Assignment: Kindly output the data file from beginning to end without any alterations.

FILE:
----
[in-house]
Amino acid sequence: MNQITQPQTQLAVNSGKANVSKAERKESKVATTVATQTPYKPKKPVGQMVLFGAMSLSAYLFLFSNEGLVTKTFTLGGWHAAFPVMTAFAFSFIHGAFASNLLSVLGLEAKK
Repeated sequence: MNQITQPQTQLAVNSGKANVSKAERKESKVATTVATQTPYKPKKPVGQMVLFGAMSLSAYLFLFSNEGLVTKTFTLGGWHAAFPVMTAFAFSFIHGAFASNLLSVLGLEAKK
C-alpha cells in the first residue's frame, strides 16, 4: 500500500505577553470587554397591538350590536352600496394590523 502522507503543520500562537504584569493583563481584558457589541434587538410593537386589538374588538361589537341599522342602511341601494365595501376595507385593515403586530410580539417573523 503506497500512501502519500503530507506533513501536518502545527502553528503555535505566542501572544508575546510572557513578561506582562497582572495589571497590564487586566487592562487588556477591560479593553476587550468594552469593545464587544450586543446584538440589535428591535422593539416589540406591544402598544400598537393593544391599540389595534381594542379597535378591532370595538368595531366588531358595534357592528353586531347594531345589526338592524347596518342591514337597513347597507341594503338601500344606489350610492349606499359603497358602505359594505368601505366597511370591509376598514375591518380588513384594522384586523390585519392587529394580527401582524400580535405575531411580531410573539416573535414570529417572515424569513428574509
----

[in-house]
Amino acid sequence: MNQITQPQTQLAVNSGKANVSKAERKESKVATTVATQTPYKPKKPVGQMVLFGAMSLSAYLFLFSNEGLVTKTFTLGGWHAAFPVMTAFAFSFIHGAFASNLLSVLGLEAKK
Repeated sequence: MNQITQPQTQLAVNSGKANVSKAERKESKVATTVATQTPYKPKKPVGQMVLFGAMSLSAYLFLFSNEGLVTKTFTLGGWHAAFPVMTAFAFSFIHGAFASNLLSVLGLEAKK
C-alpha cells in the first residue's frame, strides 16, 4: 500500500505577553470587554397591538350590536352600496394590523 502522507503543520500562537504584569493583563481584558457589541434587538410593537386589538374588538361589537341599522342602511341601494365595501376595507385593515403586530410580539417573523 503506497500512501502519500503530507506533513501536518502545527502553528503555535505566542501572544508575546510572557513578561506582562497582572495589571497590564487586566487592562487588556477591560479593553476587550468594552469593545464587544450586543446584538440589535428591535422593539416589540406591544402598544400598537393593544391599540389595534381594542379597535378591532370595538368595531366588531358595534357592528353586531347594531345589526338592524347596518342591514337597513347597507341594503338601500344606489350610492349606499359603497358602505359594505368601505366597511370591509376598514375591518380588513384594522384586523390585519392587529394580527401582524400580535405575531411580531410573539416573535414570529417572515424569513428574509